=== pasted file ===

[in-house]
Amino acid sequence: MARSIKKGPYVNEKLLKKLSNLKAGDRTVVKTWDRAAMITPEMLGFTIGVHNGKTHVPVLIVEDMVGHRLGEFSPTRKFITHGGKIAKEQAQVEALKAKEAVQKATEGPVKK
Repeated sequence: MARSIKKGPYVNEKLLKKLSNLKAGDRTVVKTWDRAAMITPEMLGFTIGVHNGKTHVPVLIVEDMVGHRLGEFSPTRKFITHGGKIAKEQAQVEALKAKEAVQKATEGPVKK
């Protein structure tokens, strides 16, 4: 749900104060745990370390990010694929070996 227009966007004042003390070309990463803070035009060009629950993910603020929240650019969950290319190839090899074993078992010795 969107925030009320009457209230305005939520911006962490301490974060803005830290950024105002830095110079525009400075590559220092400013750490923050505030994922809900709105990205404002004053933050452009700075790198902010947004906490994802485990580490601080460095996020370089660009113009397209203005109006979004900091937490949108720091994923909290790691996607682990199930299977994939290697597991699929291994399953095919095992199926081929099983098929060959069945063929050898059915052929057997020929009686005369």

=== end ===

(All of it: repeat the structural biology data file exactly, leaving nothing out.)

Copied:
[in-house]
Amino acid sequence: MARSIKKGPYVNEKLLKKLSNLKAGDRTVVKTWDRAAMITPEMLGFTIGVHNGKTHVPVLIVEDMVGHRLGEFSPTRKFITHGGKIAKEQAQVEALKAKEAVQKATEGPVKK
Repeated sequence: MARSIKKGPYVNEKLLKKLSNLKAGDRTVVKTWDRAAMITPEMLGFTIGVHNGKTHVPVLIVEDMVGHRLGEFSPTRKFITHGGKIAKEQAQVEALKAKEAVQKATEGPVKK
């Protein structure tokens, strides 16, 4: 749900104060745990370390990010694929070996 227009966007004042003390070309990463803070035009060009629950993910603020929240650019969950290319190839090899074993078992010795 969107925030009320009457209230305005939520911006962490301490974060803005830290950024105002830095110079525009400075590559220092400013750490923050505030994922809900709105990205404002004053933050452009700075790198902010947004906490994802485990580490601080460095996020370089660009113009397209203005109006979004900091937490949108720091994923909290790691996607682990199930299977994939290697597991699929291994399953095919095992199926081929099983098929060959069945063929050898059915052929057997020929009686005369």